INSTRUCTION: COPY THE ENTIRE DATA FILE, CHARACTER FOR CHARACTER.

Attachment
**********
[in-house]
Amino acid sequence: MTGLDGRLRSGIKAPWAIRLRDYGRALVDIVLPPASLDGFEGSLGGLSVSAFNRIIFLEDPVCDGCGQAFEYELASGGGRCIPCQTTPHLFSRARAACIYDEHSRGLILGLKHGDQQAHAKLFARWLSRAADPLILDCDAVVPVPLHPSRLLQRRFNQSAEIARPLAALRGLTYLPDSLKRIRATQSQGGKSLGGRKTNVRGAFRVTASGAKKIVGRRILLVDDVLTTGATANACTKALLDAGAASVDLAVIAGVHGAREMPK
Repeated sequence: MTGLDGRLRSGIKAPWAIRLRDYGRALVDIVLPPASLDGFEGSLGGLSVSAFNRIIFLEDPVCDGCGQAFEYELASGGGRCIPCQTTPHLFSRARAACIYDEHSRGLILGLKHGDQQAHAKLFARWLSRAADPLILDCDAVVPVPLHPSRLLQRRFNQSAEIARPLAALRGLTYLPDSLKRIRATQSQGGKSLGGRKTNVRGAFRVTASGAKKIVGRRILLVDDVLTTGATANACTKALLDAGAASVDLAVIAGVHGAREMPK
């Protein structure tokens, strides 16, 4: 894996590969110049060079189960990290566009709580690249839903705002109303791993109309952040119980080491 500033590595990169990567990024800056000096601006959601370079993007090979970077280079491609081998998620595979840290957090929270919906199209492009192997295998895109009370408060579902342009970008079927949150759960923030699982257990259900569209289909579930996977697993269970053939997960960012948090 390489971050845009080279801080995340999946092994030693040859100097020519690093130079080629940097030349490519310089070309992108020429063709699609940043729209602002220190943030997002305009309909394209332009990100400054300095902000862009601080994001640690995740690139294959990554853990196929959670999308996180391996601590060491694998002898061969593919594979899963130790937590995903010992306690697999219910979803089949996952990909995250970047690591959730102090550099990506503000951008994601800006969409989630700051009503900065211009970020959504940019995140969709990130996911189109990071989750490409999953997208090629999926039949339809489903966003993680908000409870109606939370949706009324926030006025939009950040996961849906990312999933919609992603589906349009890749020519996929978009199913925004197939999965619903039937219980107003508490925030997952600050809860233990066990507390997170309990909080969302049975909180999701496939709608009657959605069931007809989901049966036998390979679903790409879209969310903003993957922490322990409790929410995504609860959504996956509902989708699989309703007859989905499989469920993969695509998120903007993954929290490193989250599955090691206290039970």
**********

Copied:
[in-house]
Amino acid sequence: MTGLDGRLRSGIKAPWAIRLRDYGRALVDIVLPPASLDGFEGSLGGLSVSAFNRIIFLEDPVCDGCGQAFEYELASGGGRCIPCQTTPHLFSRARAACIYDEHSRGLILGLKHGDQQAHAKLFARWLSRAADPLILDCDAVVPVPLHPSRLLQRRFNQSAEIARPLAALRGLTYLPDSLKRIRATQSQGGKSLGGRKTNVRGAFRVTASGAKKIVGRRILLVDDVLTTGATANACTKALLDAGAASVDLAVIAGVHGAREMPK
Repeated sequence: MTGLDGRLRSGIKAPWAIRLRDYGRALVDIVLPPASLDGFEGSLGGLSVSAFNRIIFLEDPVCDGCGQAFEYELASGGGRCIPCQTTPHLFSRARAACIYDEHSRGLILGLKHGDQQAHAKLFARWLSRAADPLILDCDAVVPVPLHPSRLLQRRFNQSAEIARPLAALRGLTYLPDSLKRIRATQSQGGKSLGGRKTNVRGAFRVTASGAKKIVGRRILLVDDVLTTGATANACTKALLDAGAASVDLAVIAGVHGAREMPK
């Protein structure tokens, strides 16, 4: 894996590969110049060079189960990290566009709580690249839903705002109303791993109309952040119980080491 500033590595990169990567990024800056000096601006959601370079993007090979970077280079491609081998998620595979840290957090929270919906199209492009192997295998895109009370408060579902342009970008079927949150759960923030699982257990259900569209289909579930996977697993269970053939997960960012948090 390489971050845009080279801080995340999946092994030693040859100097020519690093130079080629940097030349490519310089070309992108020429063709699609940043729209602002220190943030997002305009309909394209332009990100400054300095902000862009601080994001640690995740690139294959990554853990196929959670999308996180391996601590060491694998002898061969593919594979899963130790937590995903010992306690697999219910979803089949996952990909995250970047690591959730102090550099990506503000951008994601800006969409989630700051009503900065211009970020959504940019995140969709990130996911189109990071989750490409999953997208090629999926039949339809489903966003993680908000409870109606939370949706009324926030006025939009950040996961849906990312999933919609992603589906349009890749020519996929978009199913925004197939999965619903039937219980107003508490925030997952600050809860233990066990507390997170309990909080969302049975909180999701496939709608009657959605069931007809989901049966036998390979679903790409879209969310903003993957922490322990409790929410995504609860959504996956509902989708699989309703007859989905499989469920993969695509998120903007993954929290490193989250599955090691206290039970």